Patterns and michanisms of seed dispersal and fecundity in the neotropical tree Jacaranda copaia
Jones, Frank Andrew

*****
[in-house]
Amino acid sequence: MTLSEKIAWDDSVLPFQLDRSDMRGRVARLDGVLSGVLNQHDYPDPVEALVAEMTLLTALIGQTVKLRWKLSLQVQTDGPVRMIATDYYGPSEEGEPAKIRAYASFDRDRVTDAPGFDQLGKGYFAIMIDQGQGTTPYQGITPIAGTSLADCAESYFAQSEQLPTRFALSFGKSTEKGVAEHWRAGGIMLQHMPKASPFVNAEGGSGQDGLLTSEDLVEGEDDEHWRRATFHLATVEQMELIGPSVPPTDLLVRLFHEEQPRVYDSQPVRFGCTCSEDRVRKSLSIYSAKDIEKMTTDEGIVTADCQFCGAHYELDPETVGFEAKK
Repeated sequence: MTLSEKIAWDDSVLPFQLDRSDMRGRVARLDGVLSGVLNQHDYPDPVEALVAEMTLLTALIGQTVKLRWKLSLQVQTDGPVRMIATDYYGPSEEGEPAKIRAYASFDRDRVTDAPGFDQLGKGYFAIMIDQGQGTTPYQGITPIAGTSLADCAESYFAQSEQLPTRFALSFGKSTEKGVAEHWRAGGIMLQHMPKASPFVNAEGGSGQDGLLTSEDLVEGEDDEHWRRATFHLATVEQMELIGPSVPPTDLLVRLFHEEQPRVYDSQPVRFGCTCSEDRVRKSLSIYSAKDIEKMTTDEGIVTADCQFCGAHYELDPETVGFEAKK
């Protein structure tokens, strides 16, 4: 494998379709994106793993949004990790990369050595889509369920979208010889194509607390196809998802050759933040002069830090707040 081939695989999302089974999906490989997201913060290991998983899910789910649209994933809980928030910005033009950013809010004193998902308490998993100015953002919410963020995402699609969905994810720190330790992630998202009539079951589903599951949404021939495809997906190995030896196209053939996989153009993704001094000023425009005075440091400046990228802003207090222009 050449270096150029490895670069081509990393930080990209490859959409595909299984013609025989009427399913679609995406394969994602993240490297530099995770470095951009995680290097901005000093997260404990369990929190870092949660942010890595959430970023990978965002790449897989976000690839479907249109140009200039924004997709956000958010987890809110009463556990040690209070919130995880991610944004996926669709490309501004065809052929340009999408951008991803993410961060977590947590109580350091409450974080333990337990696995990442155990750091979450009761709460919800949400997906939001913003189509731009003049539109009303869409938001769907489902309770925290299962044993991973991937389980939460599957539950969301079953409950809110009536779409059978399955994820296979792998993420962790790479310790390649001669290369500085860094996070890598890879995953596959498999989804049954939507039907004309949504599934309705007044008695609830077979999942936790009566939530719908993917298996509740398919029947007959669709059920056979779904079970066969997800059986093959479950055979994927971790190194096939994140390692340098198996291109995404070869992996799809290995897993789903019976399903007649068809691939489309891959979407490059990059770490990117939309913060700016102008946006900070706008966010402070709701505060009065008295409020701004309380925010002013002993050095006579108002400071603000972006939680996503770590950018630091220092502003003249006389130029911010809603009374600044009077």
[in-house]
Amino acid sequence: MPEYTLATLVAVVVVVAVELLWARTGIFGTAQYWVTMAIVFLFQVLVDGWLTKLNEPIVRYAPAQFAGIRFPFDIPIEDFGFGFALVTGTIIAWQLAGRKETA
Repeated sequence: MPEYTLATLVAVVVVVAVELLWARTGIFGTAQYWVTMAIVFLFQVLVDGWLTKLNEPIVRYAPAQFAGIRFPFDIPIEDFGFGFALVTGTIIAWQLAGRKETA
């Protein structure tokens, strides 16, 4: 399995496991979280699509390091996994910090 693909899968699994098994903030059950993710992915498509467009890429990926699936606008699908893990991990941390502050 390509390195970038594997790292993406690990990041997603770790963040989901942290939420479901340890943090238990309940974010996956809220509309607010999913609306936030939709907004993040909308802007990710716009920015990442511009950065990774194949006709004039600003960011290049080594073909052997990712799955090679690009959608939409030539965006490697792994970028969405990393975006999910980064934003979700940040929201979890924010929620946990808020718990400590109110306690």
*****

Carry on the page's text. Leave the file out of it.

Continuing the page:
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Seed dispersal is a critical life history stage of plants, yet its causes and consequences in tropical forest ecosystems remain poorly understood. I used a novel genetic technique, genotyping maternal tissue attached to dispersed seeds, to measure dispersal distance in a large natural tree population on Barro Colorado Island (BCI), Panama. I developed 10 microsatellite markers for Jacaranda copaia and used these markers to genotype seeds caught within seed traps in the 50 ha Forest Dynamics Plot on BCI. I found that a mixture model consisting of two different dispersal distributions, a Gaussian distribution describing local dispersal and an exponential distribution describing dispersal at longer distances, best-fit the observed distribution of seeds across two years in this species. Genetically measured distances showed that > 20% of seeds in each year moved distances > 100 m. Dispersal kernels differed between the years presumably due to differences in wind profiles between the years. Greater numbers of seeds were observed moving in one year due to greater seed production. Dispersal distances measured using the genetic markers were compared to estimates made using inverse models of seed shadows. I show that inverse modeling underpredicts the proportion of seeds moving distances > 100 m compared to the genetically determined dispersal distances. Finally, I examined the causes and patterns of individual variation in seed production and fecundity for three years in J. copaia. I found evidence in each year for a positive effect of individual canopy area and the fecundity of neighboring trees on seed production and differing effects of habitat associations on seed production. The study reveals that some species may be capable of moving a large fraction of their seeds to distances > 100 m. The implications of this finding are that sources of dispersal limitation in forest communities in some species may not solely be due to limited dispersal ability, but rather limited numbers of propagules, or variable numbers of propagules, available to be dispersed. The results further suggest caution in interpreting previous findings using inverse techniques, namely that as currently formulated, they may not adequately characterize the tail of the dispersal curve.